Trump supporters have bad suspicions: Why does it take so long for Joe Biden’s first press conference?
Joe Biden has been in office for two months. In contrast to Donald Trump, he has so far avoided direct contact with the media. This Thursday evening at 6:15 p.m. the time has finally come.
Joe Biden has been an incredibly disciplined president so far. In the first two months of his term of office he has largely refrained from improvising – although the 78-year-old was called in Washington that he could not leave a hand unshaken and no shoulder untapped.
Instead, Biden has made himself scarce since January 20, to the surprise of most political observers. His rarely public appearances follow a rigid script. They are short and the President restricts himself to reciting pre-formulated phrases. There is no place for big feelings – also because the White House takes the corona pandemic seriously and adheres to the requirements of health experts in an exemplary manner.
Does Biden hide to practice?
But pandemic or not: The fact that the 46th President of the United States has still not given a solo press conference 65 days after taking office gives a lot to talk about. No other president in recent American history has delayed his exposure to the media longer than Biden. For comparison: Donald Trump gave his first solo press conference 27 days after taking office, Barack Obama only waited 20 days before he appeared in front of the assembled journalists in the White House.
Biden’s critics claim that his advisors’ fear of an embarrassing misstep is the main reason for the president’s long silence. The truth is: there are few politicians in the capital who stumble across embarrassing slip of the tongue as often as Biden. However, this is no longer a secret. Most of the more than 81 million voters who voted for the Democrat in November knew Biden’s susceptibility to slip-ups and blunders of all kinds.
Nevertheless, right-wing TV commentators like Sean Hannity or Tucker Carlson used the long wait for Biden’s appearance to repeat their story about Biden’s “cognitive weakness” over and over again in front of an audience of millions. “Joe Biden has taken time off to practice, practice, practice for the press conference,” said Sean Hannity on Wednesday, reminding his audience that both of them were “hiding in his basement” for most of the entire election campaign.
In addition, Hannity ran a video in an endless loop on his show on Fox News that shows the US President slipping three times on the stairs in his presidential plane. Biden’s team blamed the wind for the slip.
Find something that makes you as happy as Biden tripping on the steps of Air Force One makes far right Twitter accounts pic.twitter.com/XAws2GHQd5
— Parker Molloy (@ParkerMolloy) March 19, 2021
Anyway. The contrast between Biden and its predecessors is striking. Two months after taking office, Donald Trump had already held six press conferences in the White House, six of them together with foreign politicians. Barack Obama, on the other hand, had appeared in front of the media three times, twice at prime time in the evening.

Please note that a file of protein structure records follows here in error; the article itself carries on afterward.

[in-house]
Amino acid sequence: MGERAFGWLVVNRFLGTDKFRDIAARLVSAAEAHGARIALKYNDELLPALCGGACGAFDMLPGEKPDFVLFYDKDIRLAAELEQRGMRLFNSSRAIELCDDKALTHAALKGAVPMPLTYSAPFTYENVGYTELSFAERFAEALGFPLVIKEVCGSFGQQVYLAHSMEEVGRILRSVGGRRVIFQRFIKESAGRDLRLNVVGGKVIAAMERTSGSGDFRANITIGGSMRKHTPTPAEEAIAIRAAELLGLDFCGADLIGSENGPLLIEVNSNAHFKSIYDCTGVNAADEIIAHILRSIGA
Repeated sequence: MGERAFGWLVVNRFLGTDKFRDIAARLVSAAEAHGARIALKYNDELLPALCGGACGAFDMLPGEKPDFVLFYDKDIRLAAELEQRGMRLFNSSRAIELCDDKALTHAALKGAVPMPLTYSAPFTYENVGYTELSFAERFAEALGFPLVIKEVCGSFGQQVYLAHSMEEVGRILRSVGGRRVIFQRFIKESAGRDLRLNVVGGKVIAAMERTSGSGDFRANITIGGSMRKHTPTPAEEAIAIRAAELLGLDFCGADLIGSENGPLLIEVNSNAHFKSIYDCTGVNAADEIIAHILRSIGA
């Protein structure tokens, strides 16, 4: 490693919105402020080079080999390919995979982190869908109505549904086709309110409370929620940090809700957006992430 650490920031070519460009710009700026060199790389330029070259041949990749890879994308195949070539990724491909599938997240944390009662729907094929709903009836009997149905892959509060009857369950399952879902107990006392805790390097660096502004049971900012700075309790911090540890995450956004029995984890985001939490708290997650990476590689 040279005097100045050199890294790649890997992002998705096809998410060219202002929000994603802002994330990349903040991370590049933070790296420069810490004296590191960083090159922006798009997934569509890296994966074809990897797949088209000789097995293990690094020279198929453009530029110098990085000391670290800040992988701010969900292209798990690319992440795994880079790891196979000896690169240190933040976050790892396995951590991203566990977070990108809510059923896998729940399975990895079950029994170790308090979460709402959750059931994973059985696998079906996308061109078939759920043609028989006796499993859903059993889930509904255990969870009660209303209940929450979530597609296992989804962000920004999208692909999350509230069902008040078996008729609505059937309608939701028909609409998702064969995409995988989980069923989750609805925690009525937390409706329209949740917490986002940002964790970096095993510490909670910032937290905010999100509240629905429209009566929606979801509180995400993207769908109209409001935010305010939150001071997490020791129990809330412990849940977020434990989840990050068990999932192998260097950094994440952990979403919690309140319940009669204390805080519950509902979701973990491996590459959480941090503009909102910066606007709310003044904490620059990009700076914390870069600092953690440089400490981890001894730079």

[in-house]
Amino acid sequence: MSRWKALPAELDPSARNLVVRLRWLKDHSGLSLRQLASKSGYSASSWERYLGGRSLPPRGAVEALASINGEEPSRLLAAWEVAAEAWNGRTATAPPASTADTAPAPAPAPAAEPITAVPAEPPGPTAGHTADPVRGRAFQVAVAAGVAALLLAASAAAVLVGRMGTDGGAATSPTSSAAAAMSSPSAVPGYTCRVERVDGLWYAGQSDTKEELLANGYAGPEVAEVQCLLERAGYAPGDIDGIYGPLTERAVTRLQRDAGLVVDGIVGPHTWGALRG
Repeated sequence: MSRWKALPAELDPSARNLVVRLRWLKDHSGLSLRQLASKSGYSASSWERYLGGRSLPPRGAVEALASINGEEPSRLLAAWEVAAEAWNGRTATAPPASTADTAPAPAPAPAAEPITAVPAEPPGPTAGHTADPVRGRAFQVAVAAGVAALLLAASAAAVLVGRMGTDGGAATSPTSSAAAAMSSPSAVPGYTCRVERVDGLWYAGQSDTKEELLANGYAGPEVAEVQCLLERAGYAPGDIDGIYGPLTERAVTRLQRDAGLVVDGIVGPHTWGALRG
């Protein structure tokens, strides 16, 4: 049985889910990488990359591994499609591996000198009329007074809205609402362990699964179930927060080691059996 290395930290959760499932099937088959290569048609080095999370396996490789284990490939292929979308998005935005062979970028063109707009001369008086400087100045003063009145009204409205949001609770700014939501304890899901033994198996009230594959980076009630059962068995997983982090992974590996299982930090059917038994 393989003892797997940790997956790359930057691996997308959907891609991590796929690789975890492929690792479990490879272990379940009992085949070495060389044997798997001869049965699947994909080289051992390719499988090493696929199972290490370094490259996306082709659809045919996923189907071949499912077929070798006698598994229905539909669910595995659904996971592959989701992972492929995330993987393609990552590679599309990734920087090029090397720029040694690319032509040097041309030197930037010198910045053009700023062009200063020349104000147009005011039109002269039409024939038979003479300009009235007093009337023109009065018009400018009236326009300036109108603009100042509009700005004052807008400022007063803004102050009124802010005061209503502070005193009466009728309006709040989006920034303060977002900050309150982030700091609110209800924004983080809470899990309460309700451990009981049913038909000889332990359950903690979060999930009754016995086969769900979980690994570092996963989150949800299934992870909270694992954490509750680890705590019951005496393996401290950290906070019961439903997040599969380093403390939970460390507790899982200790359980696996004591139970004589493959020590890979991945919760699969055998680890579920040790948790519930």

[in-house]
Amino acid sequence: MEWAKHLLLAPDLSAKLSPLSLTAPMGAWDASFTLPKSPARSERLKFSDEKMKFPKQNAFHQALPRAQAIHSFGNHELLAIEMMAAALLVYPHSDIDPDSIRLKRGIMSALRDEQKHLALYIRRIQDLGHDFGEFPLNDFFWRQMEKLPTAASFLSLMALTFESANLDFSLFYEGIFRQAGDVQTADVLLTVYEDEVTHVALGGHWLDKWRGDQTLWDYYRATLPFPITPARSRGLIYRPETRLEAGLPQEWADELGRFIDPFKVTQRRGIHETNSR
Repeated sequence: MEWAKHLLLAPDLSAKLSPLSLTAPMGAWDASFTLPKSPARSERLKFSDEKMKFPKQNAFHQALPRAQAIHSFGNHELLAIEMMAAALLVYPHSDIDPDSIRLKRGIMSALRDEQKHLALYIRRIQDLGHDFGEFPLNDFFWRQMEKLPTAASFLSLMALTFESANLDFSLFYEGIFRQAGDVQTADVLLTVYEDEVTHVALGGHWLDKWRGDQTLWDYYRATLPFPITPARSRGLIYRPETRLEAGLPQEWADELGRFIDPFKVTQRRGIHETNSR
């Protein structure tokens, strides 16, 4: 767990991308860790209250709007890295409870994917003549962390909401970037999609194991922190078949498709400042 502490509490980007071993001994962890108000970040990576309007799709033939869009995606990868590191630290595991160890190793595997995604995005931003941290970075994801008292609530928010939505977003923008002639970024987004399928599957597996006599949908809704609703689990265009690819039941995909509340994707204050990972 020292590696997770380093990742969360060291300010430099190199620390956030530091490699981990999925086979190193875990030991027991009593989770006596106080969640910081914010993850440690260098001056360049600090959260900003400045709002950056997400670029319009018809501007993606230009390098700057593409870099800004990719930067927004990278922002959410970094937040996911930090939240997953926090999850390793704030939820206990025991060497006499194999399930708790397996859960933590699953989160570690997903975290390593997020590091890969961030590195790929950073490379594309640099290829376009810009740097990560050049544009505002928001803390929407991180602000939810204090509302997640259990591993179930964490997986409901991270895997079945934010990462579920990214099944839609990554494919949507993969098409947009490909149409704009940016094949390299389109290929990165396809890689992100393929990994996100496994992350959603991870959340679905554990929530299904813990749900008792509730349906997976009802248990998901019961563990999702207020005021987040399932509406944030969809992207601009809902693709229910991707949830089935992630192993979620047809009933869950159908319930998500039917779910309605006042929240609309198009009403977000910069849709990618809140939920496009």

Trump loved confrontation
And that’s not the only difference that catches the eye. Trump loved the big staging, and the longer he lived in the White House, the more uninhibited he resorted to the symbols of the president’s power – always careful to present himself in the best possible light. After all, he owed his election as president largely to the medium of television.
Trump regularly answered questions from journalists in the White House. These quasi-spontaneous press conferences were not always informative because Trump had a special way of dealing with the truth. But they gave insight into the president’s psyche. Nobody could accuse him of lacking the will to confront the media.
Obama and his attempt to ignore the capital’s media
Barack Obama, in office from 2009 to 2017, used a different approach. Although the Democrat was initially able to count on positive media coverage due to his historic role as America’s first black President, he was often at odds with the capital’s press.
In his recently published memoir, “A Promised Land”, the Democrat complained bitterly about the loss of his privacy in the White House. Obama retaliated against the representatives of the established media by ignoring them as best he could – also because he was disappointed that his dissolute, prudent answers to reporters’ questions kept repeating a distinctive saying, a “sound Bite », have been shortened. Instead, he spoke to comedians (Zach Galifianakis) or YouTube stars (GloZell Green).
President Barack Obama sits down with Zach Galifianakis for a very special edition of Between Two Ferns. pic.twitter.com/wsOPUAmD8Y
— Funny Or Die (@funnyordie) January 19, 2017
These appearances were unorthodox. However, his adviser David Plouffe found that Obama was addressing an audience with a different media consumption. And ultimately they cemented the image of a casual president – the image that Obama was interested in.
The extent to which Joe Biden’s press conference will affect his image as a disciplined (or confused) president can be seen this Thursday evening at 6:15 p.m. Swiss time. The press conference will be broadcast by numerous television stations and on YouTube.
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